Another artist has taken route down the Synthwave neon highway. He paints a future/retro musical landscape of 80s nostalgia with a modern twist blending rich saturated synthesizer tones. Set your phasers on stun and take a trip along the never ending green grid road as we discuss his music world…
Interview Meikee Magnetic
Where were you born and where are you now?
I was born in Rochester Michigan, and now I live in the Metro Detroit area.
What role do you play in the Synthwave scene?
If I were to give myself a roll, it would be to help offer some kind of a alternate route on the Synthwave Neon highway. I have these past experiences with Prog, Funk and jazz that I think help fuse a different shade of the musical genre, without venturing too far out. I tend to make songs a little more complex or layered, but groove and hook is also important to me as well. I want to be that extra avenue to explore on a romantic or lonely Saturday night.
Describe your tracks to our readers:
It’s a training montage that your 18 year old self always wanted. I draw from a lot of sounds that were popular in the 80s, but I use them in tandem with modern mixing technology. It’s part Nostalgic, part Neon Sex and Part feel good fun. Romance and sexuality tend to be a common theme, also fantasy, old school computers and space travel. Those are just the instrumental songs. I also like to make pure synthpop songs like “Hot Stunner.” I worked on that track with the vocalist Nikki from the UK, and I think that it is one of my most popular tracks.
How did you start producing your own original tracks?
In the early 90s, my dad had a Mac classic, as well as band in a Box and we used to explore with Midi and recording guitars. He was a classical guitar player, and I was exposed at an early age to music. Later in life I was in and out of bands and we would crudely record when we could. It wasn’t until I moved into my house in 2009, that I was able to start making my personal recordings start to sound good. After a few years of getting further into it, I discovered how to make 80s drum sounds, and more importantly found my first Synthwave artists. Mitch Murder, Tesla Boy and Sellorekt LA Dreams.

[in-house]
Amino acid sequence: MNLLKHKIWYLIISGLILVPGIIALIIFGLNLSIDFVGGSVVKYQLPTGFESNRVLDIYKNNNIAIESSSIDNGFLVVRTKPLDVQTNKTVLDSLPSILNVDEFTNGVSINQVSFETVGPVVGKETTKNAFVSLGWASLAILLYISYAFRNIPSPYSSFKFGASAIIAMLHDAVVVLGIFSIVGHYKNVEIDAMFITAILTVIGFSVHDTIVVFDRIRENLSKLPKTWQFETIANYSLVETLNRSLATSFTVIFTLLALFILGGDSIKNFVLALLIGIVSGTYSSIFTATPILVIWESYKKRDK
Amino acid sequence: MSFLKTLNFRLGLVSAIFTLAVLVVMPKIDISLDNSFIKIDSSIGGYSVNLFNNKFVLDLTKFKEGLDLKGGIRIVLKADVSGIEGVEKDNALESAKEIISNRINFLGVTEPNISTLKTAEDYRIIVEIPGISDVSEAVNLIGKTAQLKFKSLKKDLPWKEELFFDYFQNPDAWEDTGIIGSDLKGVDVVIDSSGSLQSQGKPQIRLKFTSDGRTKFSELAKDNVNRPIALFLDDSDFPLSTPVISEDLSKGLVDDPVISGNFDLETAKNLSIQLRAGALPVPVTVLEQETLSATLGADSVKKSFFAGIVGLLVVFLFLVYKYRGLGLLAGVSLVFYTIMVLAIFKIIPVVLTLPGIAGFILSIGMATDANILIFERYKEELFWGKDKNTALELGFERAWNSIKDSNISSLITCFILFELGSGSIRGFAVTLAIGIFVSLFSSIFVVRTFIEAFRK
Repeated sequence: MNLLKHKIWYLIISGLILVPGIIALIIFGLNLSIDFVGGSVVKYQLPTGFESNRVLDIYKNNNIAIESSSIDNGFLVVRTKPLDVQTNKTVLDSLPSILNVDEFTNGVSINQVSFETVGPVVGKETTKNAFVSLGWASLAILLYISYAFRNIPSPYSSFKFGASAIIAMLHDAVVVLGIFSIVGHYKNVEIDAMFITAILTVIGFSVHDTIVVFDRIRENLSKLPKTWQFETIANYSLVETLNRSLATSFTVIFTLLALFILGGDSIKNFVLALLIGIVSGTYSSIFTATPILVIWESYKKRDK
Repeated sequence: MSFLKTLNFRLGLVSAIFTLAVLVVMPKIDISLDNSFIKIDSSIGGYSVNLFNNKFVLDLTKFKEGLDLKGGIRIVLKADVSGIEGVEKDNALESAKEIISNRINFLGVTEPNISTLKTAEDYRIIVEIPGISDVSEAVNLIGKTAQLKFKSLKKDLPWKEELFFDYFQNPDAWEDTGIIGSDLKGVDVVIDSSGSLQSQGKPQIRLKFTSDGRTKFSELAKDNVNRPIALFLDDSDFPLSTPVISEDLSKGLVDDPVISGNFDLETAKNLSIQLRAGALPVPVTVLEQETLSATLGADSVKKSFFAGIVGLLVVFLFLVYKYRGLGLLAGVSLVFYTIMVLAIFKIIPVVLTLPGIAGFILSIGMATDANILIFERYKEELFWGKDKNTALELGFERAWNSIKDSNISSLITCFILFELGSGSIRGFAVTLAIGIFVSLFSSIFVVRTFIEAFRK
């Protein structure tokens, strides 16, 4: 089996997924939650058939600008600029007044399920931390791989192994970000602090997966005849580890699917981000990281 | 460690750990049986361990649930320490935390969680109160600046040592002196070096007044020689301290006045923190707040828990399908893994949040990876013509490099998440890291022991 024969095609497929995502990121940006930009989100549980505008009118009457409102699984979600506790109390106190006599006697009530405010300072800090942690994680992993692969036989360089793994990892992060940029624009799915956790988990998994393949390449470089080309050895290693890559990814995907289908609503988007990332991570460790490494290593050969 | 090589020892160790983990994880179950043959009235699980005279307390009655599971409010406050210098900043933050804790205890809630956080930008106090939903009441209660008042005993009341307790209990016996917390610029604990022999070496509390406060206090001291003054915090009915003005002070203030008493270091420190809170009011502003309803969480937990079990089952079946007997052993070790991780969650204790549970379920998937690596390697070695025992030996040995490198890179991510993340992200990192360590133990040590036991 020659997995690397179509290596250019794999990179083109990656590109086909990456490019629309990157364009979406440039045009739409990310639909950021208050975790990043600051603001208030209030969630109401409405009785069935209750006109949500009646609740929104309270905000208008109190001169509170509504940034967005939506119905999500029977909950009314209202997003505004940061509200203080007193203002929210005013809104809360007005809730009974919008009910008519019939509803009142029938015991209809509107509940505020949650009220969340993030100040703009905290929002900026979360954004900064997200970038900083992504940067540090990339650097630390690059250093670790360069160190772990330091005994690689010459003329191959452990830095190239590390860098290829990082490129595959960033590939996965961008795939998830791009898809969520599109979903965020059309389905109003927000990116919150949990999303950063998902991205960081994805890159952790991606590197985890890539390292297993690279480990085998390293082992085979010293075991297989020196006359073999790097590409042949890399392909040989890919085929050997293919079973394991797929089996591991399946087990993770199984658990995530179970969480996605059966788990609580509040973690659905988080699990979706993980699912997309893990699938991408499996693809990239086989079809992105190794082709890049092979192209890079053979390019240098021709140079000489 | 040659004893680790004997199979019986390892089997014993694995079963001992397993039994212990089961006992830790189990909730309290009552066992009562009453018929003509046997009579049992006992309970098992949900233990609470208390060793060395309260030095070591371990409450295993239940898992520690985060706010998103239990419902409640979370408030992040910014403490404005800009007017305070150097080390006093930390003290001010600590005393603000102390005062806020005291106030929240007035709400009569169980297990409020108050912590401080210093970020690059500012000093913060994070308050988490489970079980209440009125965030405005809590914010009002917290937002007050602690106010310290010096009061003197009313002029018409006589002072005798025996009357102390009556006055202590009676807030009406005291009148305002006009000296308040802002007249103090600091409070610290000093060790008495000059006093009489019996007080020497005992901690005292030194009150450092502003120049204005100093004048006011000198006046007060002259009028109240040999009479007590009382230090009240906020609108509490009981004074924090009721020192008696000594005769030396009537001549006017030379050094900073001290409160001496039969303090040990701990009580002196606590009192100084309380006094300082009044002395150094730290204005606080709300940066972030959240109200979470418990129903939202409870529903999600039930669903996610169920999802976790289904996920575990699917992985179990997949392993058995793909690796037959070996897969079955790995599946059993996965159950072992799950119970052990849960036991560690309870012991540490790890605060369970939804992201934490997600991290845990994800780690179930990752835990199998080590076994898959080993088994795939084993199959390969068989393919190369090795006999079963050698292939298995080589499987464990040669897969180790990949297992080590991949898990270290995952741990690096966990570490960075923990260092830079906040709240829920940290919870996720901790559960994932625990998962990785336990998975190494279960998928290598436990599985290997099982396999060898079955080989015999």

Who are your inspirations?
Laszlo Bencker, Mitch Murder, Rush, YES, Herbie Hancock, Prince, Phil Collins, Depeche Mode, The Rippingtons and Pat Metheny to name a few. I also really like Pengus’s work.
What programs could you recommend for new Synthwave producers?
Addictive drums is a great tool to start making kits, and thinking like a drummer to lay down beats. Also you can’t go wring with the Korg Legacy series. I use Reaper as my DAW, and I am very comfortable with this program. It’s all about what feels comfortable to the artist. The most important thing is to go and DO IT! It’s not always about the tools you have, but how you use them.
What city has the strongest Synthwave scene?
In the US – my guess is LA, San Francisco or New York. There are a bunch of places in Europe that are putting on big shows. It’s such a global internet based scene and I’m happy to watch it start to grow in real time from city to city. I get weekly plays from Kazakhstan, it just goes to show you the reach!
You performed at San Francisco’s Synthwave event Turbo Drive, how was that experience?
It was really a fantastic experience, Devon was very helpful getting me out from Detroit. We had a great crowd and the sound system and lighting kicked ass. It was my first time in the City, and I had a blast. I met up with FM-84 as well, and we kicked it for a day around the city. I am so grateful that venues like DNA Lounge are offering theses types of resources. I hope to be apart of Turbo Drive again soon.
Tell us something personal about yourself:
I’m always trying to learn new instruments and I love to eat sushi. I have a pet dog and 2 cats, and I am also a descendant from Rollo the Viking Warrior. I started playing guitar at age 8, and my feet never sweat. – it’s true
What is your ultimate goal?
To keep making the music that I love and get more into publishing, video games, movies etc. I would like to do all of this without losing an ounce of my creative integrity. I hope to stay true to myself. Another goal is to care less what other people think. You would be surprised how much that hinders me sometimes. Eventually I want to quit my day job, and make music full time.
What’s in your iPod?
All sorts of Jive Turkey music! Lots of Synthwave, Jazz, Soundtrack stuff. It’s also filled with little bits that I record and sample test in my car. The car test really does work.
I plan on dropping a new EP sometime this summer with more vocals. I want it to sound like bits of Powerglove mixed with Naked eyes. I’m going to have a few guest artists on it as well. I might even be singing. We shall find out soon enough. I will also be shooting a music video around Detroit for one of the new tracks. I’m pumped on that. I’m also going to have a track in the upcoming HBO show Vice principals. I am super stoked for that as well.
What does Dark Beauty mean to you?
Your Magazine seems like a wonderful access point for the darker side of creative culture. I think it’s important to cherish beauty, love, and tranquility in all it’s forms – light and Dark. The spectrum of what moves us runs deeps.
Photo credit Geoffrey Smith